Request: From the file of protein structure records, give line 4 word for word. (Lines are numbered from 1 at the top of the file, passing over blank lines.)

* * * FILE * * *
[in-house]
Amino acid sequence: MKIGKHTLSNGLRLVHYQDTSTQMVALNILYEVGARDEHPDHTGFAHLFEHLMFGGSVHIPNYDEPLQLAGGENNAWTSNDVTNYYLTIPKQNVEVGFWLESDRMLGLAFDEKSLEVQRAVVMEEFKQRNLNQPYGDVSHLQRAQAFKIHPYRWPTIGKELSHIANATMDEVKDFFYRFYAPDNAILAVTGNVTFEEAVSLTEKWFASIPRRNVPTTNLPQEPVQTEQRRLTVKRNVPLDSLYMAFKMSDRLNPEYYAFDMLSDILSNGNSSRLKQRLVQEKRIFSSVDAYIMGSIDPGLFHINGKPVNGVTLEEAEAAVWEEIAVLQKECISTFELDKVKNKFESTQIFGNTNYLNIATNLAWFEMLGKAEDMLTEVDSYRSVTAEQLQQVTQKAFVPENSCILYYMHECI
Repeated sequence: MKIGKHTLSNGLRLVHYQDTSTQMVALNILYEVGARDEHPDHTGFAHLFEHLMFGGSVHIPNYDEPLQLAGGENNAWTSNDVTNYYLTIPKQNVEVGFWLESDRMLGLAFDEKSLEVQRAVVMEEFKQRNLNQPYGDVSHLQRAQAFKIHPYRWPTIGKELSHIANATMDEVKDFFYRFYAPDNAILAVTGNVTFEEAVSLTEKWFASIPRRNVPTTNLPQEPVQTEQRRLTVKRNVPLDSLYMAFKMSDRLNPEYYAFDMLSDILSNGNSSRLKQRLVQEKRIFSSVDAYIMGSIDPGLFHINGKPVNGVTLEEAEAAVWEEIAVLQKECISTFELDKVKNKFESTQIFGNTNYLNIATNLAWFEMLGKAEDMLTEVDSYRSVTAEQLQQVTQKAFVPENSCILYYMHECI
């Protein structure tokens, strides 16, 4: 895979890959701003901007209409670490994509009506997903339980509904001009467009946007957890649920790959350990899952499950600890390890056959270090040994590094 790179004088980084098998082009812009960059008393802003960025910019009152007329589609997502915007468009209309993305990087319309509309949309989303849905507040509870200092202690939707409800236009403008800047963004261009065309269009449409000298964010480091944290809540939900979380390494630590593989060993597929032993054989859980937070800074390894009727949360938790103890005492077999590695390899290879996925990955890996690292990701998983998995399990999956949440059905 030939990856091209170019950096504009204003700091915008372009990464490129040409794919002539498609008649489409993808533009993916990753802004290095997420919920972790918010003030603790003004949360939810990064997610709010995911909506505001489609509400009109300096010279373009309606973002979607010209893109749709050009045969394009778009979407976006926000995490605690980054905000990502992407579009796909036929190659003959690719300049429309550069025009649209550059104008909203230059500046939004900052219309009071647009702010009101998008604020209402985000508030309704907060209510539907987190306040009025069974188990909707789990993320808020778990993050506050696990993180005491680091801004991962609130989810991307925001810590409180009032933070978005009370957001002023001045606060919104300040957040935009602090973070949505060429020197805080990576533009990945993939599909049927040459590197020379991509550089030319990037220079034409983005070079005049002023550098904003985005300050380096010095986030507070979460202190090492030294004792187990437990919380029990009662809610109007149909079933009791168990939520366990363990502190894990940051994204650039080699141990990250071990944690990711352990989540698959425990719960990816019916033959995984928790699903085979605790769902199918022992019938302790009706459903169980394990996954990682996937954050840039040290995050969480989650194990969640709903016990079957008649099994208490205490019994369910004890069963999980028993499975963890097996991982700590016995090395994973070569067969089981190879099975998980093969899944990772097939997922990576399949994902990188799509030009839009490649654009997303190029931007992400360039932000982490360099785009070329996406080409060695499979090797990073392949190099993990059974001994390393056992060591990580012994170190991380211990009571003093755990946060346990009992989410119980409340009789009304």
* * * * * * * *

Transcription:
């Protein structure tokens, strides 16, 4: 895979890959701003901007209409670490994509009506997903339980509904001009467009946007957890649920790959350990899952499950600890390890056959270090040994590094 790179004088980084098998082009812009960059008393802003960025910019009152007329589609997502915007468009209309993305990087319309509309949309989303849905507040509870200092202690939707409800236009403008800047963004261009065309269009449409000298964010480091944290809540939900979380390494630590593989060993597929032993054989859980937070800074390894009727949360938790103890005492077999590695390899290879996925990955890996690292990701998983998995399990999956949440059905 030939990856091209170019950096504009204003700091915008372009990464490129040409794919002539498609008649489409993808533009993916990753802004290095997420919920972790918010003030603790003004949360939810990064997610709010995911909506505001489609509400009109300096010279373009309606973002979607010209893109749709050009045969394009778009979407976006926000995490605690980054905000990502992407579009796909036929190659003959690719300049429309550069025009649209550059104008909203230059500046939004900052219309009071647009702010009101998008604020209402985000508030309704907060209510539907987190306040009025069974188990909707789990993320808020778990993050506050696990993180005491680091801004991962609130989810991307925001810590409180009032933070978005009370957001002023001045606060919104300040957040935009602090973070949505060429020197805080990576533009990945993939599909049927040459590197020379991509550089030319990037220079034409983005070079005049002023550098904003985005300050380096010095986030507070979460202190090492030294004792187990437990919380029990009662809610109007149909079933009791168990939520366990363990502190894990940051994204650039080699141990990250071990944690990711352990989540698959425990719960990816019916033959995984928790699903085979605790769902199918022992019938302790009706459903169980394990996954990682996937954050840039040290995050969480989650194990969640709903016990079957008649099994208490205490019994369910004890069963999980028993499975963890097996991982700590016995090395994973070569067969089981190879099975998980093969899944990772097939997922990576399949994902990188799509030009839009490649654009997303190029931007992400360039932000982490360099785009070329996406080409060695499979090797990073392949190099993990059974001994390393056992060591990580012994170190991380211990009571003093755990946060346990009992989410119980409340009789009304």